If web pages aren’t loading or video streaming keeps buffering, restarting your router and modem is one of the first things you should try as it can fix a lot of Wi-Fi or internet connection issues.
This works just like restarting your Windows computer when you run into problems. The software on your router and modem will shut down and restart in a new state. When you reboot your modem, it will reconnect to your ISP. Some routers, especially older ones, can slow down over time during operation. This is a software issue and can be restarted quickly.
Find your router and modem
Your wireless router probably has visible antennas. This is the device that hosts your Wi-Fi network. Your router connects to your modem, which is the device that communicates with your ISP.
It may not be two separate devices. Some ISPs offer combo routers and modems, so it may only take one device to reboot.
When in doubt, find your wireless router and see what it’s connected to. If it’s plugged directly into an outlet, it’s most likely a combo box. If it is connected to another device, then it is connected to the outlet, you have two devices, and the other is your modem.
Restart your router and modem
It’s a simple process and you won’t have to do anything special. During the restart, you will lose your Internet and Wi-Fi connection, but after a few minutes, everything will automatically recover.
First, turn off power to both the router and modem (or just one device if it’s combined). You should see the power connection on the back of each device.
We recommend waiting at least ten seconds before plugging them back in; wait 30 if you want to be thorough.
Waiting ensures that the capacitors in your router and modem are fully discharged and forget about any settings. This also ensures that the modem loses contact with your ISP and is forced to re-establish it. Waiting may not always be necessary, but it ensures that everything is completely shut down and ready to start over.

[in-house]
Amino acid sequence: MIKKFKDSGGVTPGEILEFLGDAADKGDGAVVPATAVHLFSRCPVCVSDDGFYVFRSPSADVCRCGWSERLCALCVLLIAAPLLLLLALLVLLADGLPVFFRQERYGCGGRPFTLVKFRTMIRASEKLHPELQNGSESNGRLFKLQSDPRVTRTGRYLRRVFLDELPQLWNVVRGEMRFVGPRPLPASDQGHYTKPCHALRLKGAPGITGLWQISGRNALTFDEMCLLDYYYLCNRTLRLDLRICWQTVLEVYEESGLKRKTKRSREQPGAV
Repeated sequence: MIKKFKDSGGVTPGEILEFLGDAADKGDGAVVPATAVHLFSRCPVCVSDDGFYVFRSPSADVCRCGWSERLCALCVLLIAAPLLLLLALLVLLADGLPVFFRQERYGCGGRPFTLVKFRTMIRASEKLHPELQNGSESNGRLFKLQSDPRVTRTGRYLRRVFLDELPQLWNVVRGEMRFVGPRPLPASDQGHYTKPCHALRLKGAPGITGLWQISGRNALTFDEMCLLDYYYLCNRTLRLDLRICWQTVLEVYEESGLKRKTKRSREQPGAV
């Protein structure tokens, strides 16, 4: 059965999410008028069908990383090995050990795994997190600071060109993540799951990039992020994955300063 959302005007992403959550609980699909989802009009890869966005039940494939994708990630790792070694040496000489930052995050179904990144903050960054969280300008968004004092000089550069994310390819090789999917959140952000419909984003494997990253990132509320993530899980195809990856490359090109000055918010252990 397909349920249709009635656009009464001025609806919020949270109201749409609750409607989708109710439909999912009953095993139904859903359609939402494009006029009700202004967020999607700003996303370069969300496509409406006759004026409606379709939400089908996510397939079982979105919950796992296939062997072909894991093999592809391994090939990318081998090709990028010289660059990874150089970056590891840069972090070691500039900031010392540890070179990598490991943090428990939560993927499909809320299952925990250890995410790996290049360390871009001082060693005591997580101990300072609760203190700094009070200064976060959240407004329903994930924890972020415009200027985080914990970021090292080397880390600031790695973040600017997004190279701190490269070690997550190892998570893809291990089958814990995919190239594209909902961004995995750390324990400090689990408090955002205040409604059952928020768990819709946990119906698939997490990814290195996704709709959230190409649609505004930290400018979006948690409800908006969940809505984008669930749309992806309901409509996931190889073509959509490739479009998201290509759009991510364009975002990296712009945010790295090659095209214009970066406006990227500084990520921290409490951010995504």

Connect power back to the modem. (If you have a combo device, just plug it back in.) The lights on your modem will turn on and it will boot up and reconnect to your ISP. This process may take several minutes.
You can tell if this is happening by looking at the modem’s lights — they may flash different colors or patterns when connected. There may also be an «Internet» indicator that turns green when a connection is established.
Finally, plug the router back into power. The lights will turn on — otherwise you may have to press the power switch on the router, but this rarely happens.
Your router will boot up, connect to the modem, and re-establish the Wi-Fi network. Your wireless devices will start connecting to Wi-Fi, although this may take a few minutes. You may want to wait a few more minutes before testing to see if your issue is resolved.
When you’re ready, try using your connection normally and see if everything works. If you’ve been spending some time and the lights on your modem are flashing strangely, the problem might be with your ISP.
If you find yourself rebooting your router on a regular basis to fix issues, try to automatically schedule a reboot.
Faster way to reboot your router
The above method is a longer and longer version of this process. In our experience, it’s often enough to simply unplug your modem and router, wait ten seconds, and then plug them back in. They will be loaded and automatically sorted out.
However, some routers can experience this if they connect to the network before the modem has connected to the Internet. Other devices may take more than ten seconds to clear everything.
The first method is the most secure to ensure a full reboot and proper restart on any modem and router. If you often have to restart your devices to resolve issues, try this faster method and see if it works for you. This can save you time.
Reboot vs. Reset
Note that «resetting» the router is another process. This term refers to performing a «factory reset» on your router, which erases all of your user settings and returns it to its default state. This option may be available in your router’s web interface. You may also see a «Reset» button on the router—usually a small pinhole button that requires you to press and hold a bent paperclip—which will reset the router to factory settings.
Resetting is also a useful troubleshooting step if you’re having problems, but it’s different than simply rebooting your router or modem. It’s like the difference between restarting your computer and reinstalling Windows (or «reset» as it’s called in Windows 10).
CONNECTED:Why rebooting your router fixes so many problems (and why you have to wait 10 seconds)